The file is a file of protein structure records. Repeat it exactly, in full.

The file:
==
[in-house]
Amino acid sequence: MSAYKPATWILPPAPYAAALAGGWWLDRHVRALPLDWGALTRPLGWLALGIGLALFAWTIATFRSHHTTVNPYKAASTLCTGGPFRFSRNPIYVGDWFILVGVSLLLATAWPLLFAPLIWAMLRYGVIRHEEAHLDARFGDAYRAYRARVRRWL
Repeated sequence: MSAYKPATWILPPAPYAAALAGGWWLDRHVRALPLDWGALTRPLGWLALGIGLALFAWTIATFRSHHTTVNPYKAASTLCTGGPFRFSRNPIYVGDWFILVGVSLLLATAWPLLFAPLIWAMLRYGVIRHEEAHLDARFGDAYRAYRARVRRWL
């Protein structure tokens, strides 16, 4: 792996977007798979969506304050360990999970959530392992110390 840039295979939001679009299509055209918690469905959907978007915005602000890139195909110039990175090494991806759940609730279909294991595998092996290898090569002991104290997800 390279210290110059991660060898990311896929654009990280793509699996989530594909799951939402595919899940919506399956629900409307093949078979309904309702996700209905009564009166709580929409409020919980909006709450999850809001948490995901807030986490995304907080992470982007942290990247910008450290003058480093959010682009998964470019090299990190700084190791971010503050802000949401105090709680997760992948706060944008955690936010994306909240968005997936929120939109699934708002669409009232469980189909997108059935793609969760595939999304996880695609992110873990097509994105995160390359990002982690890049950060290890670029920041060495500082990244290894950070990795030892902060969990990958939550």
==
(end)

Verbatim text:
[in-house]
Amino acid sequence: MSAYKPATWILPPAPYAAALAGGWWLDRHVRALPLDWGALTRPLGWLALGIGLALFAWTIATFRSHHTTVNPYKAASTLCTGGPFRFSRNPIYVGDWFILVGVSLLLATAWPLLFAPLIWAMLRYGVIRHEEAHLDARFGDAYRAYRARVRRWL
Repeated sequence: MSAYKPATWILPPAPYAAALAGGWWLDRHVRALPLDWGALTRPLGWLALGIGLALFAWTIATFRSHHTTVNPYKAASTLCTGGPFRFSRNPIYVGDWFILVGVSLLLATAWPLLFAPLIWAMLRYGVIRHEEAHLDARFGDAYRAYRARVRRWL
């Protein structure tokens, strides 16, 4: 792996977007798979969506304050360990999970959530392992110390 840039295979939001679009299509055209918690469905959907978007915005602000890139195909110039990175090494991806759940609730279909294991595998092996290898090569002991104290997800 390279210290110059991660060898990311896929654009990280793509699996989530594909799951939402595919899940919506399956629900409307093949078979309904309702996700209905009564009166709580929409409020919980909006709450999850809001948490995901807030986490995304907080992470982007942290990247910008450290003058480093959010682009998964470019090299990190700084190791971010503050802000949401105090709680997760992948706060944008955690936010994306909240968005997936929120939109699934708002669409009232469980189909997108059935793609969760595939999304996880695609992110873990097509994105995160390359990002982690890049950060290890670029920041060495500082990244290894950070990795030892902060969990990958939550």